From that, this song was born, which tells the story of someone who perseveres in adverse conditions. In short, it’s an anthem of pride and courage. Perhaps for this reason, in 2019, “Soul Man” was chosen for preservation in the National Recording Registry as a culturally, historically, and significant cultural asset.
Scott McKenzie – San Francisco (Be Sure To Wear Flowers In Your Hair)
“San Francisco (Be Sure To Wear Flowers In Your Hair)” is a song from the psychedelic pop genre released in 1967, written by John Phillips and performed by Scott McKenzie, the song was used to promote the Monterey International Pop Music Festival, which was held in June of that same year.
Over time, it has become one of the best-selling singles of the 1960s worldwide. It even reached the fourth position on the charts in the United States and number 1 in the UK, Ireland, New Zealand, and Germany. In short, one of the 1967 greatest hits.
Additionally, if you’re into the world of video games, you’ve probably heard this song in the Grand Theft Auto franchise: “San Andreas,” where two missions are named after this song.
Strawberry Alarm Clock – Incense And Peppermints
“Incense and Peppermints” is the title of the song by the Los Angeles band Strawberry Alarm Clock. It’s part of the psychedelic rock music trend and was written by John S. Carter and Tim Gilbert, based on an original instrumental by the band members.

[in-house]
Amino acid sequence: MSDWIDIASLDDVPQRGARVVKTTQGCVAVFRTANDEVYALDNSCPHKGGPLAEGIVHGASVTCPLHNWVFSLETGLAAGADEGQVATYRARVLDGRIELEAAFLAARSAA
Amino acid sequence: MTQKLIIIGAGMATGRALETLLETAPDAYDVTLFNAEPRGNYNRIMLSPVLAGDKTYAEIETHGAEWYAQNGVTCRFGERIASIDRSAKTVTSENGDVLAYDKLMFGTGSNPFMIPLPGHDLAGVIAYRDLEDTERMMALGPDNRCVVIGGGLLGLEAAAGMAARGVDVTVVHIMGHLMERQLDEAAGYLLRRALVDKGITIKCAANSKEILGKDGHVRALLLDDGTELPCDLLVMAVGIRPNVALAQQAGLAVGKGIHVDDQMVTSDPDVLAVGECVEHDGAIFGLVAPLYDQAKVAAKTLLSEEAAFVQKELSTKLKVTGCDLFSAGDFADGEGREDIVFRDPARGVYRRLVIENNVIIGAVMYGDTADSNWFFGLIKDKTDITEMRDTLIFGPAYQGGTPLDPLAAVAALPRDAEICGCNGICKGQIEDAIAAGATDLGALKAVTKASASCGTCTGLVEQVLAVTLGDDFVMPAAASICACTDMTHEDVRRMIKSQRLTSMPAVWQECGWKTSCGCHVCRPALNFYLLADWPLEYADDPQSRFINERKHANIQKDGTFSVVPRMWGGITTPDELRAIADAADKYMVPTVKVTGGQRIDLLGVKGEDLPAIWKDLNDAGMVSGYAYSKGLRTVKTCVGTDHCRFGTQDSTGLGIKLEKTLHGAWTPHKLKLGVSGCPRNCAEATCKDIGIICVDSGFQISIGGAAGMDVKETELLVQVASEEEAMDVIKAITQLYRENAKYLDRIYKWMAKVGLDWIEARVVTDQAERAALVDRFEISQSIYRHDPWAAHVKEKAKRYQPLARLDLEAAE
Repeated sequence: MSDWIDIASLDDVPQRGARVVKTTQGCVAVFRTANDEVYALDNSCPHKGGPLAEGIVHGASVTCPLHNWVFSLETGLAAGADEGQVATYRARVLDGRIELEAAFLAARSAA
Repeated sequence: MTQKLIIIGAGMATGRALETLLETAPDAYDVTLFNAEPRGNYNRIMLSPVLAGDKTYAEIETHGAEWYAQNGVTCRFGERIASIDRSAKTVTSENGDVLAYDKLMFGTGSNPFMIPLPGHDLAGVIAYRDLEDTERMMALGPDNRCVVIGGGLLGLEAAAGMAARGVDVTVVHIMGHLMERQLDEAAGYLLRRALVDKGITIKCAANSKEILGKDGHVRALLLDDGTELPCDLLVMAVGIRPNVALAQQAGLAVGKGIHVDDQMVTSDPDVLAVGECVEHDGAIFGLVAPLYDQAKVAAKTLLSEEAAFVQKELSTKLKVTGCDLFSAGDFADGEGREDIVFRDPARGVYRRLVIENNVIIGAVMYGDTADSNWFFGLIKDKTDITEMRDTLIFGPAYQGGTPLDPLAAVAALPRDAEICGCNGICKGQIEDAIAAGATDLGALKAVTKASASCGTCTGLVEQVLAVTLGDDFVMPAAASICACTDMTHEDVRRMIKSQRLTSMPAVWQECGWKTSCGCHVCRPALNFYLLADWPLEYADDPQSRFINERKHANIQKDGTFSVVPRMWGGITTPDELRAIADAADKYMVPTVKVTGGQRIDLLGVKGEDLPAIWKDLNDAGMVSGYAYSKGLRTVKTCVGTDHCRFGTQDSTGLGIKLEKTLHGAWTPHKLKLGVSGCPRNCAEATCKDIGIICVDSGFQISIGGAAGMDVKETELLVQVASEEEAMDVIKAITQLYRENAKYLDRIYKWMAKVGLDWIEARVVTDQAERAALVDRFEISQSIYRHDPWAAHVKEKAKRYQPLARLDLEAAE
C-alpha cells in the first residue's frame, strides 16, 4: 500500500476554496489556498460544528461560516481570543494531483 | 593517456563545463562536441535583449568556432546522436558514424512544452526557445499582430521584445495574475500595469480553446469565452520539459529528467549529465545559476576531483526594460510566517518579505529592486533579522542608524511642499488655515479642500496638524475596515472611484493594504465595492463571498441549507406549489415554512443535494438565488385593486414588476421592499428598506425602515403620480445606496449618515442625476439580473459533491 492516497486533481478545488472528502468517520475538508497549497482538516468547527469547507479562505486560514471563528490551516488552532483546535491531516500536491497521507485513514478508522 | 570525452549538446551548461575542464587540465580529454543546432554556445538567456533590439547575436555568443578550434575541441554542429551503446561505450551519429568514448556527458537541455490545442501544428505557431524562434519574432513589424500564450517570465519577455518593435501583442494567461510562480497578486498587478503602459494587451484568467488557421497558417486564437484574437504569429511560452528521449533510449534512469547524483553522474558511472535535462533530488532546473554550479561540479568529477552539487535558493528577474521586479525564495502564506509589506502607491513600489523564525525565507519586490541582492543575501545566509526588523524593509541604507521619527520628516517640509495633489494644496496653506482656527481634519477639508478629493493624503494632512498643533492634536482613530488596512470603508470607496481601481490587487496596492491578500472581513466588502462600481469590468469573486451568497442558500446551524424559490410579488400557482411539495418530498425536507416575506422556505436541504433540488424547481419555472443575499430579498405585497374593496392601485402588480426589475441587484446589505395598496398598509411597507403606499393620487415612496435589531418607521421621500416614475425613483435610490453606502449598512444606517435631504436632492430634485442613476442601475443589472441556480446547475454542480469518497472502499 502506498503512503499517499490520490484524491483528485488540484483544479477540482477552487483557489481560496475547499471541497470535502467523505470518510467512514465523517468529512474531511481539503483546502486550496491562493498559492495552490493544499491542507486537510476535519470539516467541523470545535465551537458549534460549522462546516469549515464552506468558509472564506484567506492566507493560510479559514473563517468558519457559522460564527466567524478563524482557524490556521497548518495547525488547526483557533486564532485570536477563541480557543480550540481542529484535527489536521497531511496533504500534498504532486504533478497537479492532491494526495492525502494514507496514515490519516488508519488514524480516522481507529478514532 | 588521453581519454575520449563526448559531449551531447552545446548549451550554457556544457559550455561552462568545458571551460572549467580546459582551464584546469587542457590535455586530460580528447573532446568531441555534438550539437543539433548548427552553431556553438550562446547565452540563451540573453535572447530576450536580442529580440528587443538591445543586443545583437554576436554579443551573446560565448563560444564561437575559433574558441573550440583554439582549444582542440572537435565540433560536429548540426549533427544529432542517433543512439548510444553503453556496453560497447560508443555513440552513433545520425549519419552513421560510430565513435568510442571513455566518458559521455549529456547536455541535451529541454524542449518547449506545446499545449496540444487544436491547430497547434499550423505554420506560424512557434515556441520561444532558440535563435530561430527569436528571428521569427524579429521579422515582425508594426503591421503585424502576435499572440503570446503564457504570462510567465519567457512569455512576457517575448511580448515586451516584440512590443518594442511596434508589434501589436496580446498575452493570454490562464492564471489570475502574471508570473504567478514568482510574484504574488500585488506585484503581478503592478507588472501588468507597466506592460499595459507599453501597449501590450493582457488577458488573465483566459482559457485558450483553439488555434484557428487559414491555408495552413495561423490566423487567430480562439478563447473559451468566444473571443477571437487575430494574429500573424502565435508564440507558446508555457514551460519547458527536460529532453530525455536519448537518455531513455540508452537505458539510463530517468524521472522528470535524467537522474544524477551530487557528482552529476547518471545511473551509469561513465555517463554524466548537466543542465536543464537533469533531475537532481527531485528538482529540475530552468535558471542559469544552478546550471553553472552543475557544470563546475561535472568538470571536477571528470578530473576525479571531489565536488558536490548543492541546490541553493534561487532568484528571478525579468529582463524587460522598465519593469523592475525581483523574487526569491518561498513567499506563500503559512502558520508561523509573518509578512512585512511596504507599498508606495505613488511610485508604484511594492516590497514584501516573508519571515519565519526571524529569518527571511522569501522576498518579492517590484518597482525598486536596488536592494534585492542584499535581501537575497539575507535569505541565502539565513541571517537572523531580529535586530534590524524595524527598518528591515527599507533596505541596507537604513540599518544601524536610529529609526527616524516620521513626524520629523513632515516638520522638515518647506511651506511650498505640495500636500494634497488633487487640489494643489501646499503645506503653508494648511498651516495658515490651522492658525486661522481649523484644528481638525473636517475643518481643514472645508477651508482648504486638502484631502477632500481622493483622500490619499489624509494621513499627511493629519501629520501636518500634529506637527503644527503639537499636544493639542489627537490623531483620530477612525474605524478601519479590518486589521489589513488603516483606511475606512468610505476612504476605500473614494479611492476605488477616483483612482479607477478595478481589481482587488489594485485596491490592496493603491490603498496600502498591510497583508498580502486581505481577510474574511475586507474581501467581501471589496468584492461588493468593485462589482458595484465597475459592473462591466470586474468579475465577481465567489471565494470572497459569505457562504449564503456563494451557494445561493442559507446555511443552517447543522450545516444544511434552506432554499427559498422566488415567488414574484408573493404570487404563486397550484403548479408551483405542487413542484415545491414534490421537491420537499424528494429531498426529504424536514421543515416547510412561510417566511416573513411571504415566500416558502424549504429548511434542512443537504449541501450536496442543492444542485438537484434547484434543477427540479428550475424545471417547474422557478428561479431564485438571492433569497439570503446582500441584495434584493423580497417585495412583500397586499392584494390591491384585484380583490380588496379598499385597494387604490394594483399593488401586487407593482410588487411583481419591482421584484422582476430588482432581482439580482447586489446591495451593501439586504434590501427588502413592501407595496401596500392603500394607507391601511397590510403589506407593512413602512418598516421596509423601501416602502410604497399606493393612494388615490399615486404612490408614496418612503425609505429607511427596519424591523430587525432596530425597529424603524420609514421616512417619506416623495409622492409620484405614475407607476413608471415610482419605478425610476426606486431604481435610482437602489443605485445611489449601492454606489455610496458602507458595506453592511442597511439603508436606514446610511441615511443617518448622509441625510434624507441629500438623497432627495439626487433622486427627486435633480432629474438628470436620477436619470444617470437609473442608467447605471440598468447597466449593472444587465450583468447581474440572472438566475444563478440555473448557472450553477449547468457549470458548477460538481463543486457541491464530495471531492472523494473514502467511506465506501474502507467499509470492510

Although it reached number 1 on the Billboard 1967 charts, the song quickly dropped off those charts and did not make it to the UK charts.
The Beach Boys – Good Vibrations
Do you know that moment when something doesn’t give you good vibes? Well, that’s what Brian Wilson’s mother thought when, unintentionally, she gave her son the idea for this song. It was inspired by a conversation about how dogs bark when they get a bad feeling about someone.
The song was mainly performed by Carl Wilson, its composer and The Beach Boys’ guitarist. As expected, it attracted all the good vibrations, becoming a huge success both inside and outside the borders of the United States. To wrap up its successes, in 2016, the RIAA awarded this song a platinum record certification, indicating over a million copies sold.
The Beatles – All You Need Is Love
You’ve heard it in TV commercials, and its name has surely come up even in your English classes. This classic love song by The Beatles is one of the most famous in the group’s career from Liverpool.
Of course, it has several later cover versions sung by other artists like Oasis, Tom Jones, or Rod Stewart. Without a doubt, “All You Need Is Love” is the universal love anthem par excellence.
As a side note, this song ranks number 362 on Rolling Stone magazine’s list of “The 500 Greatest Songs of All Time.”
The Beatles – Lucy In The Sky With Diamonds